PORTAGE LA PRAIRIE – A recent study by Prairie Agricultural Machinery Institute (PAMI) has shown that two relatively minor changes in soybean harvest—reducing combine speed and investing in an air reel—can bring significant economic benefit to producers.

The study into optimizing combine efficiency when harvesting soybeans was carried out in 2016 near East Selkirk, MB and compared combine ground speeds of two, three, four and five miles per hour (mph). At two, three and four mph, losses were calculated at about 1.36 bushels per acre (bu/ac) but at five mph, the losses nearly doubled, to 2.18 bu/ac. Assuming a soybean price of $10/bushel, that means the difference between harvesting at four mph and five mph is $8.20 per acre.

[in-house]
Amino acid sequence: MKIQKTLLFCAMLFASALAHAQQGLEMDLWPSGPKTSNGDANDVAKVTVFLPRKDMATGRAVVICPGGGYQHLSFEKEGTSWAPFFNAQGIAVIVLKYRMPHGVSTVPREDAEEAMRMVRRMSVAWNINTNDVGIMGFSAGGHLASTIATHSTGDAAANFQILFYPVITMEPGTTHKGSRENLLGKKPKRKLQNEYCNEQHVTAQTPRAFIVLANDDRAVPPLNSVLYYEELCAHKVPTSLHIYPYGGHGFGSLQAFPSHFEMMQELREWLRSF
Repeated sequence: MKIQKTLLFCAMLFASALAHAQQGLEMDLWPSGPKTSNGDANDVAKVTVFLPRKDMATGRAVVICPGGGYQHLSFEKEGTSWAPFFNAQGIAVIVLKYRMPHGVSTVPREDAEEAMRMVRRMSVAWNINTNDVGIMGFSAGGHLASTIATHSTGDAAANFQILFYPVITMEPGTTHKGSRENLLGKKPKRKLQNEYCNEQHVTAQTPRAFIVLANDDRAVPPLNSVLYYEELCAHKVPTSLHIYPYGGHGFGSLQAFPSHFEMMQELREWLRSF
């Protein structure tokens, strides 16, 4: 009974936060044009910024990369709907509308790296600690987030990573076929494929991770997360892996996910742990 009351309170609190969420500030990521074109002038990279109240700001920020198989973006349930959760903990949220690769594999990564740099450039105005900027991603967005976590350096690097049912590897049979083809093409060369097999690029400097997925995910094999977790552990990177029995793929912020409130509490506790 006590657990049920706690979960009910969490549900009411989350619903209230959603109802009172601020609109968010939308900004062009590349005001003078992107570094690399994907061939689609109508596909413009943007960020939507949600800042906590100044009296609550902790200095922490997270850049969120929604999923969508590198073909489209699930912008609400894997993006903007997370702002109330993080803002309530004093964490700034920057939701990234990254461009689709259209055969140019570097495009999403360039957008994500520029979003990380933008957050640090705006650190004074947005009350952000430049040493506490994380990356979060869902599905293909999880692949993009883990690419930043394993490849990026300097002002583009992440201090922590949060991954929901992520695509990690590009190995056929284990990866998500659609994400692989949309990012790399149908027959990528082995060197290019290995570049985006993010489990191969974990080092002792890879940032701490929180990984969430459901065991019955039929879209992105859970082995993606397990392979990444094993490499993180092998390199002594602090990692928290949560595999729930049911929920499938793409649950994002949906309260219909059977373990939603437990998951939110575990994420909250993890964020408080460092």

Avery Simundsson, project leader with PAMI in Portage la Prairie, said that as new varieties make growing soybeans more appealing across the prairies, producers need this kind of information to ensure the highest possible returns.

“We were surprised at how obvious it was that speed could makes such a drastic difference,” she said. “The critical speed will vary slightly from our study but there will always be a point of exponential jump like we saw between four and five mph. Producers need to know where that point it for their particular circumstances.”

The PAMI study, which was funded by the Canada and Manitoba governments through Growing Forward 2, a federal-provincial-territorial initiative, also evaluated whether auger headers equipped with air reels are more efficient at picking up the crop, and they are. Simundsson said about 80 per cent of losses during harvest occur at the header but adding an air reel reduced losses by more than half when compared to losses recorded using just an auger header. Again assuming a $10/bu price for soybeans, that is a potential saving of about $12.50 per acre.